Real Madrid released an official announcement on Tuesday in regards to their intention to sign David de Gea.
Manchester United goalkeeper David de Gea agreed to a €40 million ($44 million) deal with Real Madrid on Monday, but the trade went awry when the paperwork was not completed in time to make the Spanish transfer deadline.
Both clubs issued statements on Tuesday detailing their versions of the timeline leading up to the deadline, beginning with Real Madrid stating they completed all paperwork in time to make the trade. Manchester United later refuted claims that they caused the late paperwork submission.
In Real Madrid’s statement, the club outlined the timeline of the negotiations with Manchester United for de Gea, saying Manchester did not open negotiations until Monday morning and was not expedient in the way they handled the process. The deadline for player transfer was Monday at midnight.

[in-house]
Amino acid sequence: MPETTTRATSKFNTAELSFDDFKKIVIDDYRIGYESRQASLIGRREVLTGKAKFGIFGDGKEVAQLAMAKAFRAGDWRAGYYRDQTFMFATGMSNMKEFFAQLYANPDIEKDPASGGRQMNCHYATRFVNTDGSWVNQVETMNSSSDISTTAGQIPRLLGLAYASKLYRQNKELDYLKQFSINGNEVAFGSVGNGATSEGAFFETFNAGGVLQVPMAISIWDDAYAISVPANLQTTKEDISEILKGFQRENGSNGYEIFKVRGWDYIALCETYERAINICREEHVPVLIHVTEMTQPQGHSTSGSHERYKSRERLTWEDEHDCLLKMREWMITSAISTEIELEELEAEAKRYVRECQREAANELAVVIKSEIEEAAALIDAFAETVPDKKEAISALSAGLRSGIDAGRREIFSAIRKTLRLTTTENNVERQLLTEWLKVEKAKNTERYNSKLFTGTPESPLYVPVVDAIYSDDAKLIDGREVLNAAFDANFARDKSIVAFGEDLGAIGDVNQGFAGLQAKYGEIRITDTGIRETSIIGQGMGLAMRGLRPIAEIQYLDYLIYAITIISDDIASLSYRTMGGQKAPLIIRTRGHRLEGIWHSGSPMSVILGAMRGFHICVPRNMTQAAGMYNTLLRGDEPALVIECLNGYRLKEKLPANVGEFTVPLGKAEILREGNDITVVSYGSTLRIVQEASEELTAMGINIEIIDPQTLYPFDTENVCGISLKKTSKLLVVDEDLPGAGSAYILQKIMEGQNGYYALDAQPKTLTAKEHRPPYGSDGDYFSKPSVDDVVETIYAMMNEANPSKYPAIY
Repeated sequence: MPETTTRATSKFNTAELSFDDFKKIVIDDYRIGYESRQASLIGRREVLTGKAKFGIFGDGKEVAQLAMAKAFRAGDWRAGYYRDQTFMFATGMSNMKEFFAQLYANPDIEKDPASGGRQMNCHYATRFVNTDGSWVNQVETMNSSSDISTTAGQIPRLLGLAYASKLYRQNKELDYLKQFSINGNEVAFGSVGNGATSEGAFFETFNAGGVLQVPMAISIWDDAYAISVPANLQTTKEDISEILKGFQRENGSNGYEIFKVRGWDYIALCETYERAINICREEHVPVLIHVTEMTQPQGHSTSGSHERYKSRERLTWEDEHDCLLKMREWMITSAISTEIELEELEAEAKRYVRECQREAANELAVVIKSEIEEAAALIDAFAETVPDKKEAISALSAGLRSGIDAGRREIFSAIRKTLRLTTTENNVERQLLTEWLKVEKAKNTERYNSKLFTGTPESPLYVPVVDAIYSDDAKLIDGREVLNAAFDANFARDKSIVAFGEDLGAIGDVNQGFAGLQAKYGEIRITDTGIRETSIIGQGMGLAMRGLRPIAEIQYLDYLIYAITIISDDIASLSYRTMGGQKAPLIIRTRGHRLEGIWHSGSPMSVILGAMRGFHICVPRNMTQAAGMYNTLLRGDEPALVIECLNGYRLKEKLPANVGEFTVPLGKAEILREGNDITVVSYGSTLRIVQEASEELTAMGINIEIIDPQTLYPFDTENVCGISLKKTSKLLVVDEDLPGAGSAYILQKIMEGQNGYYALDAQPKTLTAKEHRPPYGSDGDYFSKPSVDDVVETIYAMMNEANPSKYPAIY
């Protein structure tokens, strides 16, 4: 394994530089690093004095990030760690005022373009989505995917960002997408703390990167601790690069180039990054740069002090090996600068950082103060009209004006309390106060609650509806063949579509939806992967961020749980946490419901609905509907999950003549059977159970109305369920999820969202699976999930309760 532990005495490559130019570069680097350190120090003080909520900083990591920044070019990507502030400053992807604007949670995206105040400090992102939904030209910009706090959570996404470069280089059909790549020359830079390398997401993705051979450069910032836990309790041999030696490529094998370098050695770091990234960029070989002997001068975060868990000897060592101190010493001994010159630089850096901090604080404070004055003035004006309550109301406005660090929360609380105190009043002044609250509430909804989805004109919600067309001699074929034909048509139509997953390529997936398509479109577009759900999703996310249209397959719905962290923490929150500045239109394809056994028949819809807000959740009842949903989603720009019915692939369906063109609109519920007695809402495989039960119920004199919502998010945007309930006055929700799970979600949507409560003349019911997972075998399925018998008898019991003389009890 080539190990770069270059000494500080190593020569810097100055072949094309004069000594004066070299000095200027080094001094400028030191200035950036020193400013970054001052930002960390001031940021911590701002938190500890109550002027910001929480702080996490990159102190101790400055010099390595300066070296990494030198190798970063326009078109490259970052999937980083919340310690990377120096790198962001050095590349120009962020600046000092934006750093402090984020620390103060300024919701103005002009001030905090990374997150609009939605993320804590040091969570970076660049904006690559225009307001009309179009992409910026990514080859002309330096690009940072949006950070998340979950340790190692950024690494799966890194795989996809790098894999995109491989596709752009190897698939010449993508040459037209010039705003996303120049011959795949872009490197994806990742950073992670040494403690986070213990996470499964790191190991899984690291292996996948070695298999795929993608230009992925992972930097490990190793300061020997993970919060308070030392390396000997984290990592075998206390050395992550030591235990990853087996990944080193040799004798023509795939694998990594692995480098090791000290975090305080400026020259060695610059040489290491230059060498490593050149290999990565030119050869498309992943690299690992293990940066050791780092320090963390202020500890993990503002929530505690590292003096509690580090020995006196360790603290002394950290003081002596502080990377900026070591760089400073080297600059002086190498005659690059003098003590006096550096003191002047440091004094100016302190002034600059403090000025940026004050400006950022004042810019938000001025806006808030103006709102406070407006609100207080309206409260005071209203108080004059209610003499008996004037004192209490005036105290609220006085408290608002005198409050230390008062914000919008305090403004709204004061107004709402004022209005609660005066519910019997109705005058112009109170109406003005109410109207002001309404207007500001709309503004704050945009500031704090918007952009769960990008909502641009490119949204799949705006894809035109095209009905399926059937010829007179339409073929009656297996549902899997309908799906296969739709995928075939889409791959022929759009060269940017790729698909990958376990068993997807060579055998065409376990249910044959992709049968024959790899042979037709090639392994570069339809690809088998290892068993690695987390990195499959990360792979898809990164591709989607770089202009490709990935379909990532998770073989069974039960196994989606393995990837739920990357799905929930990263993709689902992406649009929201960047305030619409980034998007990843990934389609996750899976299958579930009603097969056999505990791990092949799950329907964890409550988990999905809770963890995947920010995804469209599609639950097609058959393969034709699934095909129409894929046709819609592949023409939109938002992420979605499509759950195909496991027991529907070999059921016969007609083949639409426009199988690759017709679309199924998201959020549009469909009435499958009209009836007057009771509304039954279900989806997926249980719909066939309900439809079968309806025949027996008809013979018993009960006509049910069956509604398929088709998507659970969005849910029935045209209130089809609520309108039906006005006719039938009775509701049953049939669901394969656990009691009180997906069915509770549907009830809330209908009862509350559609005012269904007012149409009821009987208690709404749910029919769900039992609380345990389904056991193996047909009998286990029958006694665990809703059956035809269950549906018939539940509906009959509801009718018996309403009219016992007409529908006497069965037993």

The two clubs quickly reached an agreement for de Gea to join Real Madrid and for goalkeeper Keylor Navas to join Manchester United, Real Madrid said, but Manchester United delayed in returning the contracts Real Madrid had sent for eight hours.
Manchester United reached an agreement with the representatives of Keylor Navas at 11:53 p.m. Spanish time and then sent the contracts to the player to be signed.
United entered de Gea’s details, but not Nava’s into the Transfer Matching System (TSM) at exactly midnight. Real Madrid received the signed transfer contracts at 12:02 a.m., after the TSM was closed.
“In short, Real Madrid did everything necessary at all times to complete both transfers,” they wrote in the statement.
In Manchester United’s statement, the club said no offer for David was received until “lunchtime” Monday. It also said paperwork mistakes by Real Madrid—including a missing signatory in the documentation for de Gea’s transfer—and “major changes to the documentation” that were sent late to Manchester United affected the deal.
Manchester United also said the FA offered to support the claim that the club filed their papers on time.
- Xandria James and Mike Fiammetta